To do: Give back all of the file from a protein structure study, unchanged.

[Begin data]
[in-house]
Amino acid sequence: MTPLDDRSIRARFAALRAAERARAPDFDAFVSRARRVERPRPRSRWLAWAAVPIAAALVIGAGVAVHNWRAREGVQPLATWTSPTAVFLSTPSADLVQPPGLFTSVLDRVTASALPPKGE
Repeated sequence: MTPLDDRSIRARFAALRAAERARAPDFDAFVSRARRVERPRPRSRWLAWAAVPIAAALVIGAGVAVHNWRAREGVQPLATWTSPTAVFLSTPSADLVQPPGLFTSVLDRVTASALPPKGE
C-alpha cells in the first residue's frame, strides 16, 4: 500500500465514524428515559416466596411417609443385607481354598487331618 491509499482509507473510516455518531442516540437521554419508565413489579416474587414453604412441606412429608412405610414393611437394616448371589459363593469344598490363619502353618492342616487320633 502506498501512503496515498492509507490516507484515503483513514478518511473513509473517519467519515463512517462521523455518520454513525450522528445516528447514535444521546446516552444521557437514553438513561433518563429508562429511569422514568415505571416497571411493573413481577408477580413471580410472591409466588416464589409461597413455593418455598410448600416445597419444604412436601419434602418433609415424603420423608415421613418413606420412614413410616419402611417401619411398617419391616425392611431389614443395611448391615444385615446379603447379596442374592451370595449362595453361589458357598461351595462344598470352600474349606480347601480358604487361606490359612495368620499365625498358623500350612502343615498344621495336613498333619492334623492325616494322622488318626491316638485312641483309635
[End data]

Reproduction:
[in-house]
Amino acid sequence: MTPLDDRSIRARFAALRAAERARAPDFDAFVSRARRVERPRPRSRWLAWAAVPIAAALVIGAGVAVHNWRAREGVQPLATWTSPTAVFLSTPSADLVQPPGLFTSVLDRVTASALPPKGE
Repeated sequence: MTPLDDRSIRARFAALRAAERARAPDFDAFVSRARRVERPRPRSRWLAWAAVPIAAALVIGAGVAVHNWRAREGVQPLATWTSPTAVFLSTPSADLVQPPGLFTSVLDRVTASALPPKGE
C-alpha cells in the first residue's frame, strides 16, 4: 500500500465514524428515559416466596411417609443385607481354598487331618 491509499482509507473510516455518531442516540437521554419508565413489579416474587414453604412441606412429608412405610414393611437394616448371589459363593469344598490363619502353618492342616487320633 502506498501512503496515498492509507490516507484515503483513514478518511473513509473517519467519515463512517462521523455518520454513525450522528445516528447514535444521546446516552444521557437514553438513561433518563429508562429511569422514568415505571416497571411493573413481577408477580413471580410472591409466588416464589409461597413455593418455598410448600416445597419444604412436601419434602418433609415424603420423608415421613418413606420412614413410616419402611417401619411398617419391616425392611431389614443395611448391615444385615446379603447379596442374592451370595449362595453361589458357598461351595462344598470352600474349606480347601480358604487361606490359612495368620499365625498358623500350612502343615498344621495336613498333619492334623492325616494322622488318626491316638485312641483309635